While Trump argues against nation-building, he seems to be suggesting the U.S. should have seized Iraq and its natural resources as an American colony. He ignores the fact that Iraq is a sovereign country and the U.S. at no point threatened to take possession of the country.
Trump says he would have used the money from oil sales to pay for the care of wounded soldiers. But the mission would require a permanent occupation, or at least until the oil runs out, and a large presence of American soldiers to guard sometimes isolated oil fields and infrastructure.
Trump's claim that the U.S. has taken "spoils" in previous wars also raises questions.
After major wars, the 240-year-old United States has tended to pour money and aid back into countries it has fought to help re-establish governments and services.
The U.S. still has troops in Germany and Japan, with the permission of those nations, but it did not take possession of their oil or other natural resources.
To achieve Trump's stated goal of destroying Islamic State militants' revenue stream, the U.S. has bombed oil facilities in Iraq. The bombing was designed to render the oil facilities inoperable, but not destroy them, with the notion that Iraq could rebuild its own economy with their oil when the conflict ended.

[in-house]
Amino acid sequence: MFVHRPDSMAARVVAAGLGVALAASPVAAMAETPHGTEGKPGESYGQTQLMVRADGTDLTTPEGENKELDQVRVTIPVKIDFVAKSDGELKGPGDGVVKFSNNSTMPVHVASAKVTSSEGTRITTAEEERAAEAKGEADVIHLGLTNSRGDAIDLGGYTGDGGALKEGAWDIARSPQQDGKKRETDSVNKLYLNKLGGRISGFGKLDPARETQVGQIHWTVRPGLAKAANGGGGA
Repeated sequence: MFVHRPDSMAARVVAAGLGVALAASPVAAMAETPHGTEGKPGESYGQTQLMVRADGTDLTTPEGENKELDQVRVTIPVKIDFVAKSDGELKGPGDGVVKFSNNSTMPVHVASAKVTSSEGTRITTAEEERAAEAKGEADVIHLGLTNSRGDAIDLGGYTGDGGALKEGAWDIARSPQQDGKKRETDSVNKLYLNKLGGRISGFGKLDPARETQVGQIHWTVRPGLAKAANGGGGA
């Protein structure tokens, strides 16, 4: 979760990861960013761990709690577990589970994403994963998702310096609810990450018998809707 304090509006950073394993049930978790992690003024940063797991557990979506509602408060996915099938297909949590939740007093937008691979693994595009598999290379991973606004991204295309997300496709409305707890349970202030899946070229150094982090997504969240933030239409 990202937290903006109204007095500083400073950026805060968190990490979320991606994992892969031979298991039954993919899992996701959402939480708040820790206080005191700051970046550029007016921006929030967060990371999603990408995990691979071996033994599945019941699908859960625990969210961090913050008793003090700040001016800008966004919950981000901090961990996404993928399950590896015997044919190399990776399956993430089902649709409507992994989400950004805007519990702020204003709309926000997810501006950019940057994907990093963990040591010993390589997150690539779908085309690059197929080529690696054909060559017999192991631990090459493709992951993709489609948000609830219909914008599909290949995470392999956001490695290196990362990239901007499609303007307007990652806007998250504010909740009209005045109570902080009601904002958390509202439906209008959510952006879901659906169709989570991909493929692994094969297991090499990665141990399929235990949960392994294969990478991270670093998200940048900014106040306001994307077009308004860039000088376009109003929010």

"Anyone who cannot name our enemy is not fit to lead our country. Anyone who cannot condemn the hatred, oppression and violence of radical Islam lacks the moral clarity to serve as our president."
Obama doesn't use the phrase "radical Islamic terrorism," but he condemns the group harshly and regularly. He has characterized IS fighters as "thugs," ''thieves" and terrorists.
Obama says he doesn't want to connect the group to the religion of Islam. Doing so, he says, would unnecessarily anger Arab allies fighting the group, alienate Muslims at home and validate the claims of the enemy. "ISIL is not 'Islamic.' he has said, using his preferred acronym for the group.
Trump's actual opponent in the presidential race, Clinton, is more comfortable with such terminology.